So, this is not directly to do with graphics, or shading. But I’m just finishing up my postdoc and the last year or so I’ve been working on this real-time depth-camera based tracking system. For want of another place to publish this, I decided to make a short blog post.
The system came to be as part of a project to create a robotic system to interact with rats, the Pirat. The goal is to be able to study social interaction, in a rat/robot perspective. To support this the tracking system ideally must be able to track the position and pose of the rat, such that the robot can respond autonomously to such stimuli.
Video showing the Pirat system accompanying the IROS 2018 paper. This paper describes the whole system which used an early version of tracker as one part. The published code is just the tracker, but much more developed.
Here’s another video that showcases what the system is capable of and how it works. It’s an extended version of a video that was originally submitted with a paper to ICRA 2019 (but which was rejected). I might put up a pre-print at some point.
I’ve now published it as open source on gitlab. The system uses CUDA to be able to track the pose of rats in real-time, but can also be run using only the CPU. The basic tracking algorithm is based on ICP – finding correspondences in the point cloud to some template and then solving for translation and rotation and repeating – with a bunch of modifications. The system is optimized for latency, to enable closed-loop control of a robot (which is what the system was designed for). There is a lot more documentation about the system in the readme.
This year, first Oculus, then ID Software, have detailed successful applications of Clustered (Forward) Shading, adding to the existing implementations in Just Cause 3 and Forza Horizon 2. There are doubtless other implementations that have not become public yet, but this already builds a strong case for clustered shading in production. The genres are diverse with open-world sandbox, FPS, racing and Virtual Reality, providing evidence that this technique really is robust for many use-cases.
Three out of four use Clustered Forward Shading, while Avalanche (Just Cause), use a mix, where the main opaque geometry is rendered using Clustered Deferred and transparent geometry uses a Clustered Forward path.
The use in Doom is by far the most advanced yet, storing not only lights in the cluster grid, but also using is to store reflection probes and decals. These are then applied in a main forward shading pass.
These additions demonstrate the power of the technique, highlighting a key property of Clustered Shading: making it possible to turn ‘splatting’ techniques into gathering. This, in turn, allows the freedom to choose forward or deferred shading as desired. The flexibility afforded by this means that game engines can finally support transparent geometry with a consistent look again.
In principle, anything that can be splatted could be gathered efficiently using Clustered Shading. As developers gain experience using the technique I’m sure we will see many new exciting takes on this approach.
- Adrian Courrèges’ Blog provides details on the DOOM rendering pipeline, but sources most of it’s information about clustered shading from:
- Tiago Sousa’s presentation from Advances in Real-time Rendering at SIGGRAPH 2016 titled ‘The devil is in the details: idTech666’, which also gives details on their GCN specific optimizations.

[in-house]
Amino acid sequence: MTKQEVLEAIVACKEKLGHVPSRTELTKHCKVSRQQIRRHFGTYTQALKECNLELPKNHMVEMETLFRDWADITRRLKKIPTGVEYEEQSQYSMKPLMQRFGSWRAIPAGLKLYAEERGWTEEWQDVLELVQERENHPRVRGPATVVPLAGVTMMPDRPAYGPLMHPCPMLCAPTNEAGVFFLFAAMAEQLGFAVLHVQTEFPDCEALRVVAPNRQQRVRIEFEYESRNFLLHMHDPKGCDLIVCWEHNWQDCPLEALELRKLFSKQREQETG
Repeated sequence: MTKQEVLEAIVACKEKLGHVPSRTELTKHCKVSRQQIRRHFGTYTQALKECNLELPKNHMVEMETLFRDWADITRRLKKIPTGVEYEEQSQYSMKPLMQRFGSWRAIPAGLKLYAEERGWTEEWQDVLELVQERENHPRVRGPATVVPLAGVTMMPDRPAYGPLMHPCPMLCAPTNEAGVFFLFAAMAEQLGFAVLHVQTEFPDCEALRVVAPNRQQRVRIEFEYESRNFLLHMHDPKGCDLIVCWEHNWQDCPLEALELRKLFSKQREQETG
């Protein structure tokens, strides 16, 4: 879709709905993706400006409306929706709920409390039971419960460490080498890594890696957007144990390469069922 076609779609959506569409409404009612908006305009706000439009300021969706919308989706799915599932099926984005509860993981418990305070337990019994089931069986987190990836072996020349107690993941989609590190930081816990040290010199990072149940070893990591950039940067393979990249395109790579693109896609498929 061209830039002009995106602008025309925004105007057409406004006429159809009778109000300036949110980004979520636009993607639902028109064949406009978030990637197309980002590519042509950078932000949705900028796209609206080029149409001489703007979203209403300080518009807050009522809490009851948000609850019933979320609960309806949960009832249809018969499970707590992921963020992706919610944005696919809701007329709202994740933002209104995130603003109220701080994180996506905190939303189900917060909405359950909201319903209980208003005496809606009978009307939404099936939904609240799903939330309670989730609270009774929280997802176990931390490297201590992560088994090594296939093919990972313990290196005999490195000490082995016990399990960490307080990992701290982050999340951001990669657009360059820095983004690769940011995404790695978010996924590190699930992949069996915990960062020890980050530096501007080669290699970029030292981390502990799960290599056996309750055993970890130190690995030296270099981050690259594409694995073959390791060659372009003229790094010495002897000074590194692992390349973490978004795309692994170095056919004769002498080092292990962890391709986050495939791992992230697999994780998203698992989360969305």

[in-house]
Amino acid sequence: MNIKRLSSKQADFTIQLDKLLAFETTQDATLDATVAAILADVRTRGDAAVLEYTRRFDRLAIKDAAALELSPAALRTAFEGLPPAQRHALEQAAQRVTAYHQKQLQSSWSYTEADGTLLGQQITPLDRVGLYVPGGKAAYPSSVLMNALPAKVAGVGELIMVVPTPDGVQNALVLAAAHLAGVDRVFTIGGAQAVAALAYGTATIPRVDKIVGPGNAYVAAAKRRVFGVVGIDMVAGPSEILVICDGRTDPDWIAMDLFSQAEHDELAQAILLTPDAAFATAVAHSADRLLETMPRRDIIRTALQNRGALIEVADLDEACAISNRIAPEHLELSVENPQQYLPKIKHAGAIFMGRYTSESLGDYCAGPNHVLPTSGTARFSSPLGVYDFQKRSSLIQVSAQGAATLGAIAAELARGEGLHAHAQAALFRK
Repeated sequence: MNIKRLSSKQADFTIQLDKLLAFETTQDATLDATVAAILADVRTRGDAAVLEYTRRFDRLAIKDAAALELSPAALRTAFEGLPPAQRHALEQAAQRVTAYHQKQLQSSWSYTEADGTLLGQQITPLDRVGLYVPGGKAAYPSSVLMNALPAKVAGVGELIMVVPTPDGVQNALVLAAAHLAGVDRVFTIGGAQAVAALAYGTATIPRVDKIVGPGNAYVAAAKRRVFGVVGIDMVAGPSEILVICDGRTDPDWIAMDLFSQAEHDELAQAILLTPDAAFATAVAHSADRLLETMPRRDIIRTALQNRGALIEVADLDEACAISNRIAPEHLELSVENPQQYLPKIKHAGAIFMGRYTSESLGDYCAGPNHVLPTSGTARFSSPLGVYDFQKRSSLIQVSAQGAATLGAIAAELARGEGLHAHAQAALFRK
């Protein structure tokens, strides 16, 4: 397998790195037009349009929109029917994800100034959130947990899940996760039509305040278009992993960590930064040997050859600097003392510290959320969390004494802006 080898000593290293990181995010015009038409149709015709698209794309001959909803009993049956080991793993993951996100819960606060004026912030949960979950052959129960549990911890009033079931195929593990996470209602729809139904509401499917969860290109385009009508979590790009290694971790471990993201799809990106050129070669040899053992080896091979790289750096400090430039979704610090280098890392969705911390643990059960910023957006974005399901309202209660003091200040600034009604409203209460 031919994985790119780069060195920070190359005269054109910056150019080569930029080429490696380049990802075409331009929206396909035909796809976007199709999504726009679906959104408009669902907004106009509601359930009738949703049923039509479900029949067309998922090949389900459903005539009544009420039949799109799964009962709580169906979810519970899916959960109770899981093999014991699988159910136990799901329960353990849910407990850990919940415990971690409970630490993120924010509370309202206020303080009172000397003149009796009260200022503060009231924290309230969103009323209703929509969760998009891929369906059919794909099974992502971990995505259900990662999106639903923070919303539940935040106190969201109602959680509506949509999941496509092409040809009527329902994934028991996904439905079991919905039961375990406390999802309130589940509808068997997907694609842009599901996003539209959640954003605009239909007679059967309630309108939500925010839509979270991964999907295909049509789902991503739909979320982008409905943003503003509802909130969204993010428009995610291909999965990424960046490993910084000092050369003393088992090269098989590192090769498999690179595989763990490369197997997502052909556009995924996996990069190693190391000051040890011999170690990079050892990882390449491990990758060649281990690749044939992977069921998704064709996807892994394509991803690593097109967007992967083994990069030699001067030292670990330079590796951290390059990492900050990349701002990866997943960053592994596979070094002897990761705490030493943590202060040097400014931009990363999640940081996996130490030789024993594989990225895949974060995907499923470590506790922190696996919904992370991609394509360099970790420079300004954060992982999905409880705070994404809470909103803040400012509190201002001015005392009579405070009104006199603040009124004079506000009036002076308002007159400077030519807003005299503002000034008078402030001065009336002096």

- Some more cover (but no added information) in EuroGamer.
- EuroGamer also provides the article mentioning the use of Clustered Forward Shading in Forza Horizon 2. (Though they mix in the ‘Forward+’ terminology to confuse matters, thanks again AMD).
- Oculus developer Pete Demoreuille, describes their implementation of Clustered Forward Shading in the Unreal Engine. Full source code is available on github to registered Unreal Developers (it’s free!). Their focus is on achieving 90fps on VR devices.
- The SIGGRAPH 2015 course organized by myself together with Emil Persson and Markus Billeter provides overview material and advanced topics, also covering shadow management and mobile hardware.
- Intel demo implementation ‘Forward Clustered Shading‘, uses ISPC to vectorize the grid construction on Intel CPUs. Intel also hosts a sample implementation for android.
- Gareth Thomas from AMD gave a presentation titled ‘Advancements in Tile-Based Compute Rendering‘ at GDC 2015. He provides some details and comparison to modifications of tiled shading (e.g., Half-Z and 2.5D culling). Though he does incorrectly state that our original paper does all culling on the CPU, whereas we do everything on the GPU.
- Matt Pettineo has a blog post and a demo where he implements clustered shading including (clustered) decals. He compares deferred texturing and clustered forward shading.
- My original paper at HPG which got the ball rolling (non-pay walled author copy, video, and demo are available here).
If you are interested in evaluating Clustered Shading in your engine, our consultant services may be of help. We have in-house robust and high-performance implementations that we can integrate into your engine and license. The current implementation has been tested in the Unreal Engine with full compute shader implementation.
I recently did a talk at the Game Technology Brisbane Meetup. The presentation roughly covered the same ground as my two parts of the SIGGRAPH 2015 course, with some fairly minor modifications (the actual talk is a little more different than the notes and slides actually).
The presentation is available on youtube, making it more accessible than most of my other talks that require ACM digital library access. I have done a few presentations before at Game Technology Brisbane, and it is great to present to an interested and engaged audience like this, with interesting discussion and good questions!
introduction (pdf | pptx)
shadows (pdf | pptx)